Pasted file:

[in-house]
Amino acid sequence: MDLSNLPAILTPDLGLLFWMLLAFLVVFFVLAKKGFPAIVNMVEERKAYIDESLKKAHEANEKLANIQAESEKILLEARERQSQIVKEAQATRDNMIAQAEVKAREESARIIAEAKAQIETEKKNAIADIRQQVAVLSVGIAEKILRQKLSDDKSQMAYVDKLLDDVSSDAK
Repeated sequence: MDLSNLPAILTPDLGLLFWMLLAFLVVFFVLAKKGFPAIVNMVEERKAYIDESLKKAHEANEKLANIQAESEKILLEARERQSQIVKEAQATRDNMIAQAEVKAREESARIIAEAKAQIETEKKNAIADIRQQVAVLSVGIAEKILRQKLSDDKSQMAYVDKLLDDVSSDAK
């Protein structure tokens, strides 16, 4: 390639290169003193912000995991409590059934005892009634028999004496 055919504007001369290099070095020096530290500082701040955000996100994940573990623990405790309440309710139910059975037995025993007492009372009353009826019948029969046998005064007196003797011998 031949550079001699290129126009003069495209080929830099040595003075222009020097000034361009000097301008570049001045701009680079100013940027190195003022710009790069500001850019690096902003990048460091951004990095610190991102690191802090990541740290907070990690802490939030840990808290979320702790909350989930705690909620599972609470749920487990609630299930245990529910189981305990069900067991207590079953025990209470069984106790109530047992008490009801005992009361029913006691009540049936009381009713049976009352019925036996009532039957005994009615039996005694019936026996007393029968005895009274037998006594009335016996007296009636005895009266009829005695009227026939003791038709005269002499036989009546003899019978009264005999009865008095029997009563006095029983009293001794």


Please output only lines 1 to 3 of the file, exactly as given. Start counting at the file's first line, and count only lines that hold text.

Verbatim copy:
[in-house]
Amino acid sequence: MDLSNLPAILTPDLGLLFWMLLAFLVVFFVLAKKGFPAIVNMVEERKAYIDESLKKAHEANEKLANIQAESEKILLEARERQSQIVKEAQATRDNMIAQAEVKAREESARIIAEAKAQIETEKKNAIADIRQQVAVLSVGIAEKILRQKLSDDKSQMAYVDKLLDDVSSDAK
Repeated sequence: MDLSNLPAILTPDLGLLFWMLLAFLVVFFVLAKKGFPAIVNMVEERKAYIDESLKKAHEANEKLANIQAESEKILLEARERQSQIVKEAQATRDNMIAQAEVKAREESARIIAEAKAQIETEKKNAIADIRQQVAVLSVGIAEKILRQKLSDDKSQMAYVDKLLDDVSSDAK